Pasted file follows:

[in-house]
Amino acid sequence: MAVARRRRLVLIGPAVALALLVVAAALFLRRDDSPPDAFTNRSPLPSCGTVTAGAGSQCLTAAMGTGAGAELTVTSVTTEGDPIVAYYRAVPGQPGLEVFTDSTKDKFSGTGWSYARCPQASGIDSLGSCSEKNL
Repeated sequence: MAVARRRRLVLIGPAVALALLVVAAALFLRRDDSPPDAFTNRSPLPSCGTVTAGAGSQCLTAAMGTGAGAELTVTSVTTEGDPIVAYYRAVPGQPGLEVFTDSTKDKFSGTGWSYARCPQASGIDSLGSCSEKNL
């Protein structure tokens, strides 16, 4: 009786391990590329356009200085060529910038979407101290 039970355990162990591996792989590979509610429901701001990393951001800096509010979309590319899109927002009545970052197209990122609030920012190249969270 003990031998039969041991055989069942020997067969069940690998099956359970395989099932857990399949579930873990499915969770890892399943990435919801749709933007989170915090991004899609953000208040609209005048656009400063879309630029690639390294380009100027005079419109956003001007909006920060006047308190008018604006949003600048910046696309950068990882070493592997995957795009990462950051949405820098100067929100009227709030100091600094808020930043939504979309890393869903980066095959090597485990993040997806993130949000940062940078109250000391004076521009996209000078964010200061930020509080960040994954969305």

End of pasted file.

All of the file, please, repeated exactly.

[in-house]
Amino acid sequence: MAVARRRRLVLIGPAVALALLVVAAALFLRRDDSPPDAFTNRSPLPSCGTVTAGAGSQCLTAAMGTGAGAELTVTSVTTEGDPIVAYYRAVPGQPGLEVFTDSTKDKFSGTGWSYARCPQASGIDSLGSCSEKNL
Repeated sequence: MAVARRRRLVLIGPAVALALLVVAAALFLRRDDSPPDAFTNRSPLPSCGTVTAGAGSQCLTAAMGTGAGAELTVTSVTTEGDPIVAYYRAVPGQPGLEVFTDSTKDKFSGTGWSYARCPQASGIDSLGSCSEKNL
């Protein structure tokens, strides 16, 4: 009786391990590329356009200085060529910038979407101290 039970355990162990591996792989590979509610429901701001990393951001800096509010979309590319899109927002009545970052197209990122609030920012190249969270 003990031998039969041991055989069942020997067969069940690998099956359970395989099932857990399949579930873990499915969770890892399943990435919801749709933007989170915090991004899609953000208040609209005048656009400063879309630029690639390294380009100027005079419109956003001007909006920060006047308190008018604006949003600048910046696309950068990882070493592997995957795009990462950051949405820098100067929100009227709030100091600094808020930043939504979309890393869903980066095959090597485990993040997806993130949000940062940078109250000391004076521009996209000078964010200061930020509080960040994954969305």